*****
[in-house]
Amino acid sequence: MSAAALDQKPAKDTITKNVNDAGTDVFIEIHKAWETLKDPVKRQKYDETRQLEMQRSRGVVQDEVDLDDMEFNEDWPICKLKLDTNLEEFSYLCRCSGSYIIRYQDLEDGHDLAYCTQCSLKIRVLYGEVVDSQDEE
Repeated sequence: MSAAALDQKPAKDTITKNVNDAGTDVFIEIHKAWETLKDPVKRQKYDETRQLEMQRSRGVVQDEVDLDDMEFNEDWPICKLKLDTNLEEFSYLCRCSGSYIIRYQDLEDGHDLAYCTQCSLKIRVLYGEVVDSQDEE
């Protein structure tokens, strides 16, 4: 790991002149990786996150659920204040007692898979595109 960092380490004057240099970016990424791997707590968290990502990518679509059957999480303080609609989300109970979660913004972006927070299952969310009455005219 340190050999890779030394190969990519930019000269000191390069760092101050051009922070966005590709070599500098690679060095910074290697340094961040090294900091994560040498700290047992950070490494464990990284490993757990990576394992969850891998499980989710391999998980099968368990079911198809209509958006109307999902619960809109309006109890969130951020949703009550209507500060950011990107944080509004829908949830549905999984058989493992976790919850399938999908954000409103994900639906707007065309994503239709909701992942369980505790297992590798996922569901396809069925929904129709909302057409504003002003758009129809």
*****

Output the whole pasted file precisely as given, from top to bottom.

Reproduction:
[in-house]
Amino acid sequence: MSAAALDQKPAKDTITKNVNDAGTDVFIEIHKAWETLKDPVKRQKYDETRQLEMQRSRGVVQDEVDLDDMEFNEDWPICKLKLDTNLEEFSYLCRCSGSYIIRYQDLEDGHDLAYCTQCSLKIRVLYGEVVDSQDEE
Repeated sequence: MSAAALDQKPAKDTITKNVNDAGTDVFIEIHKAWETLKDPVKRQKYDETRQLEMQRSRGVVQDEVDLDDMEFNEDWPICKLKLDTNLEEFSYLCRCSGSYIIRYQDLEDGHDLAYCTQCSLKIRVLYGEVVDSQDEE
């Protein structure tokens, strides 16, 4: 790991002149990786996150659920204040007692898979595109 960092380490004057240099970016990424791997707590968290990502990518679509059957999480303080609609989300109970979660913004972006927070299952969310009455005219 340190050999890779030394190969990519930019000269000191390069760092101050051009922070966005590709070599500098690679060095910074290697340094961040090294900091994560040498700290047992950070490494464990990284490993757990990576394992969850891998499980989710391999998980099968368990079911198809209509958006109307999902619960809109309006109890969130951020949703009550209507500060950011990107944080509004829908949830549905999984058989493992976790919850399938999908954000409103994900639906707007065309994503239709909701992942369980505790297992590798996922569901396809069925929904129709909302057409504003002003758009129809």